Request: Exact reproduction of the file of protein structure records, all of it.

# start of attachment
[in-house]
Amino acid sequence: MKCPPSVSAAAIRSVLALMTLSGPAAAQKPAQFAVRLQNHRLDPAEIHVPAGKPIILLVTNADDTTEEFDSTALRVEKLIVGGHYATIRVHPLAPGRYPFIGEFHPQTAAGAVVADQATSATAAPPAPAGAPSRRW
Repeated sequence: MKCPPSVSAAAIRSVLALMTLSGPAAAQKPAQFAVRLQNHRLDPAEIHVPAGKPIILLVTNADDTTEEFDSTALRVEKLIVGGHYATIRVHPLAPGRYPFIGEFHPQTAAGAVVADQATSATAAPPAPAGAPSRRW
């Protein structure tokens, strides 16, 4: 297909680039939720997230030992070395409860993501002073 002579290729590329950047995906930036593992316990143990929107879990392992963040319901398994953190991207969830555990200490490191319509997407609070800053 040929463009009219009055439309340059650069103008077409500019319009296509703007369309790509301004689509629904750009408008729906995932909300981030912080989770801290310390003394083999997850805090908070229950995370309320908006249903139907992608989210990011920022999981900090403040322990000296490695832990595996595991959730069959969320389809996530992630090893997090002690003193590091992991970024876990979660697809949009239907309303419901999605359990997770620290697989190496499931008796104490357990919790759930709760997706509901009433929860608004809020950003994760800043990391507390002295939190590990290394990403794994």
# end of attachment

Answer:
[in-house]
Amino acid sequence: MKCPPSVSAAAIRSVLALMTLSGPAAAQKPAQFAVRLQNHRLDPAEIHVPAGKPIILLVTNADDTTEEFDSTALRVEKLIVGGHYATIRVHPLAPGRYPFIGEFHPQTAAGAVVADQATSATAAPPAPAGAPSRRW
Repeated sequence: MKCPPSVSAAAIRSVLALMTLSGPAAAQKPAQFAVRLQNHRLDPAEIHVPAGKPIILLVTNADDTTEEFDSTALRVEKLIVGGHYATIRVHPLAPGRYPFIGEFHPQTAAGAVVADQATSATAAPPAPAGAPSRRW
């Protein structure tokens, strides 16, 4: 297909680039939720997230030992070395409860993501002073 002579290729590329950047995906930036593992316990143990929107879990392992963040319901398994953190991207969830555990200490490191319509997407609070800053 040929463009009219009055439309340059650069103008077409500019319009296509703007369309790509301004689509629904750009408008729906995932909300981030912080989770801290310390003394083999997850805090908070229950995370309320908006249903139907992608989210990011920022999981900090403040322990000296490695832990595996595991959730069959969320389809996530992630090893997090002690003193590091992991970024876990979660697809949009239907309303419901999605359990997770620290697989190496499931008796104490357990919790759930709760997706509901009433929860608004809020950003994760800043990391507390002295939190590990290394990403794994």